Technologically, the last 30 years or so have been shaped by advancements in computation, and the ability to build machines that can make decisions independent of human operators is a direct result of this progress.
With the growing global demand for machines that can perform labor, intelligent automation will bring about the real changes needed to deliver at scale.
Though historically, robotic systems with embedded intelligence are inherently more difficult to build with reliability because they operate in the real world — a world with less regularity and more unpredictable consequences than the carefully-designed frameworks of the digital world.
Given the challenges, it is not surprising to consider that factory automation is still largely driven by human workers who perform tasks that are often repetitive, but difficult to automate.
Automation is non-trivial, but it is not due to the fact that research cannot solve a lot of these problems — but that it only became a possibility more recently. There are certainly quite a few reasons for this, some of which have to do with the hardware and computational advancements, and others that revolve around data. But there is another interesting theory going around that is articulated by Sara Hooker in “The Hardware Lottery”.
She postulated that research directions in the field of machine learning are often explored due to software and hardware available at the time, rather than being motivated by the most promising ideas. This theory is aligned with our premise at RIOS that advancing the capabilities of robots is heavily dependent on both specialized hardware and software that must coevolve.
Today, we are reaching an inflection point, and there is a monumental opportunity to develop custom hardware and software systems that enable robots to take on increasingly open-ended tasks without the need of reprogramming for each new instruction.
We can do this by taking the lessons of the internet to apply data at scale to robotics. By strategically designing systems with the intent of learning from them, and building the infrastructure to support information sharing, we can adapt more quickly to new tasks and master the ones we are already familiar with.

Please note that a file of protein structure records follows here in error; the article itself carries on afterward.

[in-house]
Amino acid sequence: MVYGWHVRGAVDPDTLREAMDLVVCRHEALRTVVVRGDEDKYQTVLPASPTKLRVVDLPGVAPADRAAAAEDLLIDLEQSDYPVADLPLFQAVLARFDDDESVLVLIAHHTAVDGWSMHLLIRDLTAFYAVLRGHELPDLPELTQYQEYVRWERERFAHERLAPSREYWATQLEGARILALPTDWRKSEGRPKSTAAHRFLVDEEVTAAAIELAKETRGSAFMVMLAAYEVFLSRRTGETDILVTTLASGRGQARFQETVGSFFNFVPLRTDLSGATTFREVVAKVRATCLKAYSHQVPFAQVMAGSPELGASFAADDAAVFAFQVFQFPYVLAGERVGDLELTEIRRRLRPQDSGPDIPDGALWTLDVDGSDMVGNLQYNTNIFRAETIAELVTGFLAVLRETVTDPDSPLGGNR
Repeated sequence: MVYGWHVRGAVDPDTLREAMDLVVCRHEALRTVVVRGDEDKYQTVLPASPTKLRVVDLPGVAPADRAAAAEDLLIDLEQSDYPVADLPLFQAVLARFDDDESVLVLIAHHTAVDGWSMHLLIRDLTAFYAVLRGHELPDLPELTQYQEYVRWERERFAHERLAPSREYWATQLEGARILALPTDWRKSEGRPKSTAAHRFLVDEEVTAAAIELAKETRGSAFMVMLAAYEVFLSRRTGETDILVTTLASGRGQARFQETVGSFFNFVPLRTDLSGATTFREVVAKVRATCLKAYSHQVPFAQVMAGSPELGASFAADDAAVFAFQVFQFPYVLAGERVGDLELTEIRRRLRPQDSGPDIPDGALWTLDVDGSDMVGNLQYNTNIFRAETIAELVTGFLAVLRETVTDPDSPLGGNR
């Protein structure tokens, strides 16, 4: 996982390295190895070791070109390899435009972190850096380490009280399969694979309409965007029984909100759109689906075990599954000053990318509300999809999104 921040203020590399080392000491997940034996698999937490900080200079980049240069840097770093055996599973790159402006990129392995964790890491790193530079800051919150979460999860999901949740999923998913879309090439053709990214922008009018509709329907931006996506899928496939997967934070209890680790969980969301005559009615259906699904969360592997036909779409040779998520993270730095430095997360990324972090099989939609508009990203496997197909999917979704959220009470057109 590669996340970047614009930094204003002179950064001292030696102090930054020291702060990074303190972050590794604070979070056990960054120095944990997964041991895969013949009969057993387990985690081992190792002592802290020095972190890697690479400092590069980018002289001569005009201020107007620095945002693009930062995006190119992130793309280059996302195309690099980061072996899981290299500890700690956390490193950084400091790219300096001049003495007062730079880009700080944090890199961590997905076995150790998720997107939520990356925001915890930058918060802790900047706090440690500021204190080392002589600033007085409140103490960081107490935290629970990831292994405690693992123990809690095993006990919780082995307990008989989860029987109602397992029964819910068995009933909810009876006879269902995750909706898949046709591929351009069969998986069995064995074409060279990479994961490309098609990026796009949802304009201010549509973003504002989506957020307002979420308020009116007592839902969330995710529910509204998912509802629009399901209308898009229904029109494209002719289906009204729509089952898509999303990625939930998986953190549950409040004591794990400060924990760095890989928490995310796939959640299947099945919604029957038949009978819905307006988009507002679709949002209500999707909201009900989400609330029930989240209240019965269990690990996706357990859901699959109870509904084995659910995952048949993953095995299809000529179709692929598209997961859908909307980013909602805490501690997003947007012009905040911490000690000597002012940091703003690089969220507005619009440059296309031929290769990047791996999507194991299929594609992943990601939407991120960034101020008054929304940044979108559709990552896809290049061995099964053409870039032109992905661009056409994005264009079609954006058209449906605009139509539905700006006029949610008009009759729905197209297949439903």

The real promise of applying machine learning to robotics is not teaching a single robot to learn for itself, but to aggregate experience from a vast network of robots so that they can improve at scale.
A core tenet of what we do at RIOS is to build machines with this idea in mind. Like hardware, skills and behaviors should be transferable across platforms when possible, and each deployed system should be able to share what it has learned with other systems. At a high level, you can think of this as storing knowledge rather than just data to reduce the need for retraining.
The result is a class of robots that can do a variety of tasks and address new challenges with less development time. By building distributed robots that continuously learn from both their environment and the collective experience of others, we can help push intelligent robotics forward at scale much in the same way that the information economy benefited from the web.
The next generation of technological progress is starting to favor organizations that can rapidly assemble the best technologies of the web-era and use them to take fields like robotics in new directions. In many parts of the world, where labor shortages exist or workers are subjected to poor conditions, this couldn’t come at a better time.
Moreover, what used to be a long lead-time in deploying new systems or developing solutions is disappearing as robots can reuse not just hardware, but prior knowledge when taking on new tasks. As more robots fill empty roles in factories, we’ll start wonder how we lived without them, and eventually forget they are doing the most thankless of work for us without any complaints.
is the RIOS Director of Artificial Intelligence and is the architect behind the brain of our robots. This article is a shortened version of Matt’s article Scaling Artificial Intelligence for Robotics in 2021.
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